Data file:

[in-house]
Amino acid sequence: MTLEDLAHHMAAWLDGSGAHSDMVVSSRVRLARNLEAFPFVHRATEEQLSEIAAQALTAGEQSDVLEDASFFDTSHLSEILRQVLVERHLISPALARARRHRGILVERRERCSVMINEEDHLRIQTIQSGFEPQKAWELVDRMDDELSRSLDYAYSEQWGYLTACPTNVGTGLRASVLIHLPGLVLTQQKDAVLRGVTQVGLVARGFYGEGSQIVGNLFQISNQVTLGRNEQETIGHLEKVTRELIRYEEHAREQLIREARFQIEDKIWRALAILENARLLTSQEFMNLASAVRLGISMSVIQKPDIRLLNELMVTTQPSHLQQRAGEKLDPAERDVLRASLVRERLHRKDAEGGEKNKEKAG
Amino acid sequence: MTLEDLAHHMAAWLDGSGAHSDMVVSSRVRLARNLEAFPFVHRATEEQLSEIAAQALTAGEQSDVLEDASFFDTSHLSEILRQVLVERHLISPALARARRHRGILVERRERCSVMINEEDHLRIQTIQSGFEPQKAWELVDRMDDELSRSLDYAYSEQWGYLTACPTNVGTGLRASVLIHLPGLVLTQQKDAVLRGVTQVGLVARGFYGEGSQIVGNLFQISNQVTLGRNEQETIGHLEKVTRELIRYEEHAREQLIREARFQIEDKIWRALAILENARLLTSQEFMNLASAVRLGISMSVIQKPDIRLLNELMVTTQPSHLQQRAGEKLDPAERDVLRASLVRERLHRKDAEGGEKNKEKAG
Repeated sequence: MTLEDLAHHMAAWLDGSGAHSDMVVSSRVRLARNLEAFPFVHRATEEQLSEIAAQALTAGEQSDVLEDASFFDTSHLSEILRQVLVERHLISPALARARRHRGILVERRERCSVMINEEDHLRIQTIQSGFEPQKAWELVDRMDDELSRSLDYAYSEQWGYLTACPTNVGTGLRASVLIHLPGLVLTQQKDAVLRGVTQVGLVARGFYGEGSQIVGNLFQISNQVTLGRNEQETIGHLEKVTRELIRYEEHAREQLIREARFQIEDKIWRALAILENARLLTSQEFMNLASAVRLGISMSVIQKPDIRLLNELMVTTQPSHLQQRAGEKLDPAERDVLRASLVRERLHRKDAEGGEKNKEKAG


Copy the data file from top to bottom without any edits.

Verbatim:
[in-house]
Amino acid sequence: MTLEDLAHHMAAWLDGSGAHSDMVVSSRVRLARNLEAFPFVHRATEEQLSEIAAQALTAGEQSDVLEDASFFDTSHLSEILRQVLVERHLISPALARARRHRGILVERRERCSVMINEEDHLRIQTIQSGFEPQKAWELVDRMDDELSRSLDYAYSEQWGYLTACPTNVGTGLRASVLIHLPGLVLTQQKDAVLRGVTQVGLVARGFYGEGSQIVGNLFQISNQVTLGRNEQETIGHLEKVTRELIRYEEHAREQLIREARFQIEDKIWRALAILENARLLTSQEFMNLASAVRLGISMSVIQKPDIRLLNELMVTTQPSHLQQRAGEKLDPAERDVLRASLVRERLHRKDAEGGEKNKEKAG
Amino acid sequence: MTLEDLAHHMAAWLDGSGAHSDMVVSSRVRLARNLEAFPFVHRATEEQLSEIAAQALTAGEQSDVLEDASFFDTSHLSEILRQVLVERHLISPALARARRHRGILVERRERCSVMINEEDHLRIQTIQSGFEPQKAWELVDRMDDELSRSLDYAYSEQWGYLTACPTNVGTGLRASVLIHLPGLVLTQQKDAVLRGVTQVGLVARGFYGEGSQIVGNLFQISNQVTLGRNEQETIGHLEKVTRELIRYEEHAREQLIREARFQIEDKIWRALAILENARLLTSQEFMNLASAVRLGISMSVIQKPDIRLLNELMVTTQPSHLQQRAGEKLDPAERDVLRASLVRERLHRKDAEGGEKNKEKAG
Repeated sequence: MTLEDLAHHMAAWLDGSGAHSDMVVSSRVRLARNLEAFPFVHRATEEQLSEIAAQALTAGEQSDVLEDASFFDTSHLSEILRQVLVERHLISPALARARRHRGILVERRERCSVMINEEDHLRIQTIQSGFEPQKAWELVDRMDDELSRSLDYAYSEQWGYLTACPTNVGTGLRASVLIHLPGLVLTQQKDAVLRGVTQVGLVARGFYGEGSQIVGNLFQISNQVTLGRNEQETIGHLEKVTRELIRYEEHAREQLIREARFQIEDKIWRALAILENARLLTSQEFMNLASAVRLGISMSVIQKPDIRLLNELMVTTQPSHLQQRAGEKLDPAERDVLRASLVRERLHRKDAEGGEKNKEKAG